First, spend time building your team. You are going to be judged on the success of that team. You should reflect on whether you really want to be the head of a team if you do not like interacting with people and listening to their concerns. It is surprising how many people that do not enjoy people management take these positions.

So, focus on understanding your team, identifying their strengths and where there needs to be improvements and even occasional changes. Second – and this is Brussels specific – don’t become fixated on the Brussels’ bubble. If you’re leading a Public Affairs team from here, make sure you get out to the countries and just understand that EU policy making, although important in Brussels, is not the be all and end all; what happens in the national capitals is crucial.

Who inspired you the most in your career?

A number of people I guess, but perhaps Roger Humber, the head of the association where I worked in my early days as a lobbyist. He was head of the UK House Builders Federation, and I think I still have some attributes of his lobbying style today. Some people might describe it as quite a robust approach; not always seeking the compromise, but actually sticking to your position and trying to get others to meet you halfway. So people like Roger have been an inspiration. I guess after 25 years as a lobbyist you do pick up attributes from the different people you worked for. Of course, you also discover who not to emulate during that time; I won’t name names, but you do learn lessons.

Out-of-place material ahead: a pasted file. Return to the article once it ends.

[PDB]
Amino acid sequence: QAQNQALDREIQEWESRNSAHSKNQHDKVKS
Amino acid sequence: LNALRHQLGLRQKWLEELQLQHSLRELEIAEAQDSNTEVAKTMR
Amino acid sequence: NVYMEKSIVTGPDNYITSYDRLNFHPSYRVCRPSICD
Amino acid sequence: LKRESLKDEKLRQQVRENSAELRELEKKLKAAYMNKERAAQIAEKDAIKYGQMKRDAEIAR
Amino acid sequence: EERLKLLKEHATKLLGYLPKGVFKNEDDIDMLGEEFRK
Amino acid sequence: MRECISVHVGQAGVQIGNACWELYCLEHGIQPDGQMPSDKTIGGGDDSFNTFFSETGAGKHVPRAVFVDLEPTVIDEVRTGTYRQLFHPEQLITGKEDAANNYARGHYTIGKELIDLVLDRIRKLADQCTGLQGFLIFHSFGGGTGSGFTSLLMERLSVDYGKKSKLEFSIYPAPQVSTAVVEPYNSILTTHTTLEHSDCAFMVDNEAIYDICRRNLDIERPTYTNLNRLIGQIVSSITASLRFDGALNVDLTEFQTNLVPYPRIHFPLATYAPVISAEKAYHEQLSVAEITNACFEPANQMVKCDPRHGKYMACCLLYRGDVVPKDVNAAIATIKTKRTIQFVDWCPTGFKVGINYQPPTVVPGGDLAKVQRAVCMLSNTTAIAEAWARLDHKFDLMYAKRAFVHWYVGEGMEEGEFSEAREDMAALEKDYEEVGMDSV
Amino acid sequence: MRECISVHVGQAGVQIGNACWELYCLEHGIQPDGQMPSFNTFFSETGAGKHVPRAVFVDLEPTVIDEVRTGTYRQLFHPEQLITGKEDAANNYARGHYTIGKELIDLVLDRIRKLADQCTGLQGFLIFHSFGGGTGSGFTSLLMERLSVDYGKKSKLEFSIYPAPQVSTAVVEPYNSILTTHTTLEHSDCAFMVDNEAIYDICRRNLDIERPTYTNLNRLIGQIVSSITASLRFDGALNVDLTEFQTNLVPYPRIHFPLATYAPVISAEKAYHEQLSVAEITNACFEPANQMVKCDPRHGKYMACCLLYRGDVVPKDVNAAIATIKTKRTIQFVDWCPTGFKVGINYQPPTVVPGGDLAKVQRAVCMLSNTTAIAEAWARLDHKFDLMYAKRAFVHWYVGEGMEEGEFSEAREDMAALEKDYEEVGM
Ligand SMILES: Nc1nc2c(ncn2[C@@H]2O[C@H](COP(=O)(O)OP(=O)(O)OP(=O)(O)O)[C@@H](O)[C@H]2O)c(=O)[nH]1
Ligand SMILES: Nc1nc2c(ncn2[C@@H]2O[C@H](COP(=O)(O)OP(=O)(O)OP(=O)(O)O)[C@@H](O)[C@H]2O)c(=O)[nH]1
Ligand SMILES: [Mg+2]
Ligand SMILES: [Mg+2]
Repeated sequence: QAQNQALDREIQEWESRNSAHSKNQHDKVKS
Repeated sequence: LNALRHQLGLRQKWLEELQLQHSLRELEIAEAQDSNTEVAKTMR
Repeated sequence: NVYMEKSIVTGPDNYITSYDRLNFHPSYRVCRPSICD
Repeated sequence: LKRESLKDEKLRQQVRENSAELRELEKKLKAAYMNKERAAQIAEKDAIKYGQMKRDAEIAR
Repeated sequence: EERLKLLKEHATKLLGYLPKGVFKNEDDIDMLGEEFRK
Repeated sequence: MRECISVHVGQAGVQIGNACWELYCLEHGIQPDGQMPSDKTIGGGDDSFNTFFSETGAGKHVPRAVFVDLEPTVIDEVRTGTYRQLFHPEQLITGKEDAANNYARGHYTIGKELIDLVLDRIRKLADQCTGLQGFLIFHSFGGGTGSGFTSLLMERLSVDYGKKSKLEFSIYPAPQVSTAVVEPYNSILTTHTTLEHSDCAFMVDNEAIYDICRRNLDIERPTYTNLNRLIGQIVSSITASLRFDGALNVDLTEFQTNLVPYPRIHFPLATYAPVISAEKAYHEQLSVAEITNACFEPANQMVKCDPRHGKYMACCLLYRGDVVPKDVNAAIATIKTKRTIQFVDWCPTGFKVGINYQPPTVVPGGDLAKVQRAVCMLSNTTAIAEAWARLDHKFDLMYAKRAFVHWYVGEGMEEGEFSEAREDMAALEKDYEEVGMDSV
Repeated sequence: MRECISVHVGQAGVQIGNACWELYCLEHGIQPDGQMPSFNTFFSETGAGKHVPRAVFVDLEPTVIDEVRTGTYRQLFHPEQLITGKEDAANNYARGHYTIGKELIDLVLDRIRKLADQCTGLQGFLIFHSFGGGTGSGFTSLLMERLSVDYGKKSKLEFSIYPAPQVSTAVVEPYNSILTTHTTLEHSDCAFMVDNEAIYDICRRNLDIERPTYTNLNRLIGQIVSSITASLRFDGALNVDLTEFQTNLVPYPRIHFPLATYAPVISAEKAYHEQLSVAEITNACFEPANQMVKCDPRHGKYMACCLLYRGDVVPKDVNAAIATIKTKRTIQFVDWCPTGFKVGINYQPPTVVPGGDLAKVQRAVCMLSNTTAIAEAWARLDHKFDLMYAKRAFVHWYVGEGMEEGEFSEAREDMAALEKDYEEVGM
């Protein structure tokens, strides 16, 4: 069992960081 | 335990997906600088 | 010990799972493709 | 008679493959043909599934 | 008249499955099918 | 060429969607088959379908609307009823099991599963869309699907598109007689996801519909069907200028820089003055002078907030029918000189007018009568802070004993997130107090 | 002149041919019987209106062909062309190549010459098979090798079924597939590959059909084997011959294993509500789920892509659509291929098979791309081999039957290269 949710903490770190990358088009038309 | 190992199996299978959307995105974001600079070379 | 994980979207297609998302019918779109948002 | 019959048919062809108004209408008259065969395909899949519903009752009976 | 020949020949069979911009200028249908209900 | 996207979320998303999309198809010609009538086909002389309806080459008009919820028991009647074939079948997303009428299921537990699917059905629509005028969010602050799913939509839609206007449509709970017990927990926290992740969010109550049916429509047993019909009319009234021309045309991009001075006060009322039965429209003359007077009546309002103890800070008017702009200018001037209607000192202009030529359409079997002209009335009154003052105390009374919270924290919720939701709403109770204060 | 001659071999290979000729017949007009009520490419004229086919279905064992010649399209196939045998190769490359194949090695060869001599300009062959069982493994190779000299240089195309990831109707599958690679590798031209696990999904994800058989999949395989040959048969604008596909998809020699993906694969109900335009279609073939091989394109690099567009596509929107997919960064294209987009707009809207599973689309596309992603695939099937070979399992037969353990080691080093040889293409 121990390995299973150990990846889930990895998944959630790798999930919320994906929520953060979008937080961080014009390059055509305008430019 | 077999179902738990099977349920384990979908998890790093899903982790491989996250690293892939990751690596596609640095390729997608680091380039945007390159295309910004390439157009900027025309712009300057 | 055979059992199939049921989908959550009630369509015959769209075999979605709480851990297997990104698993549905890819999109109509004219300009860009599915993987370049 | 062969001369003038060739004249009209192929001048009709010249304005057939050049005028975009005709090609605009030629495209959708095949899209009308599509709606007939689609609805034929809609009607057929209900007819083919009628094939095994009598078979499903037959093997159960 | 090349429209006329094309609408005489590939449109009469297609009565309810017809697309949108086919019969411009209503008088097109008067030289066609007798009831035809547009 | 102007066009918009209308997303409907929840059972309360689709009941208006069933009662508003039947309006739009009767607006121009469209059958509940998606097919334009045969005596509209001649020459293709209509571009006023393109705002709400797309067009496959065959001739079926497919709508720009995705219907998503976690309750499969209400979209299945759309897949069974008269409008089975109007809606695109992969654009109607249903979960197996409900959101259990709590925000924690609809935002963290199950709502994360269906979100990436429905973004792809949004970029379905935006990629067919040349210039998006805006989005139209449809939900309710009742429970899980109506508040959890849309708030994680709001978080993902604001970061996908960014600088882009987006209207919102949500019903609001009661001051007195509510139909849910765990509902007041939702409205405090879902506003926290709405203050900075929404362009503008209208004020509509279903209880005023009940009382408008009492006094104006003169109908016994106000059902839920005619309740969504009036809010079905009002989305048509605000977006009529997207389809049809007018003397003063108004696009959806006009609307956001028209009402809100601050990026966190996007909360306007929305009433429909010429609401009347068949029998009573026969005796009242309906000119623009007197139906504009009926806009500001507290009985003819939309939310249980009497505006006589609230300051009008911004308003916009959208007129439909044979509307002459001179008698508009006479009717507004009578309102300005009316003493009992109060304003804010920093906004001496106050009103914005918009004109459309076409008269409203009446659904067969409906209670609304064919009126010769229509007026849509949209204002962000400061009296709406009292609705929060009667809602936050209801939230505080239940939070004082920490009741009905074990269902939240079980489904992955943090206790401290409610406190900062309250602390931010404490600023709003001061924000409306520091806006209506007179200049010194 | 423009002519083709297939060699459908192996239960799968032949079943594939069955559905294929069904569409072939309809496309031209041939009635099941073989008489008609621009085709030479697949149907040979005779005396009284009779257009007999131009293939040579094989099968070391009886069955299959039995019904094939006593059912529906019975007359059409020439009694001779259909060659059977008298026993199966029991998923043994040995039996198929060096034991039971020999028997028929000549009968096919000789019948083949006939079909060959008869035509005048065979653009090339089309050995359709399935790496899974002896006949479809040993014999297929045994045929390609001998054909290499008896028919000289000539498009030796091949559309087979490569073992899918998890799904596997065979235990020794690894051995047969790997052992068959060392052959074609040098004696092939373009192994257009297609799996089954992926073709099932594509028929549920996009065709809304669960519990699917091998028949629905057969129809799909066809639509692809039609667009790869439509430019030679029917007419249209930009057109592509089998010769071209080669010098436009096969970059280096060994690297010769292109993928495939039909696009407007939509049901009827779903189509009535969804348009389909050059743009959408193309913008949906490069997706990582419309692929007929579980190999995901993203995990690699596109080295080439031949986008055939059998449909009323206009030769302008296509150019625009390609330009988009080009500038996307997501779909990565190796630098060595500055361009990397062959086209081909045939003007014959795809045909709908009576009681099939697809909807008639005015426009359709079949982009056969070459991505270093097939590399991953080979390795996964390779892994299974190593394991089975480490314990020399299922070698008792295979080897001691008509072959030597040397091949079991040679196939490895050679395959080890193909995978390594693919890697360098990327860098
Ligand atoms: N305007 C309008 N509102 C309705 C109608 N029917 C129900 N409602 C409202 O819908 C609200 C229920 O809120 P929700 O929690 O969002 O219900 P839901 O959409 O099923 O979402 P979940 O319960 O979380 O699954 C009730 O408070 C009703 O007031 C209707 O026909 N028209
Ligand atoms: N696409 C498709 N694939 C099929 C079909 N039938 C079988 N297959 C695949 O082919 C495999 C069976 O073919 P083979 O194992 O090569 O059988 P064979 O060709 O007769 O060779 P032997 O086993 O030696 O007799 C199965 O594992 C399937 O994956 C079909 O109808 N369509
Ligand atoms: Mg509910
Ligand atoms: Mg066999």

One thing I discovered about running a team is to always treat people in a way that you would want and expect to be treated. This is a very important thing to keep at the back of your mind, because I was once a junior in a team. I remember when I was treated well and people helped promote my career, but I also remember when the opposite happened. So always try to take positive lessons from your experiences as you climb up the career ladder.

Where do you get your inspiration from in your work today?

Sometimes you come across people in this role that have moved from a different function within a company – perhaps they used to be an engineer before becoming a lobbyist. Some of those people love politics but some of them just don’t, and you can’t do this job if you don’t really love politics; I do. I have been a political animal from an unhealthy young age, watching Margaret Thatcher in the UK. It is great to be in a profession you are really interested in and to be paid to do something you really love. I think even if I was not a lobbyist, if I was not working in Government Affairs, I would still be watching the news every night and still be engaged in politics in some way.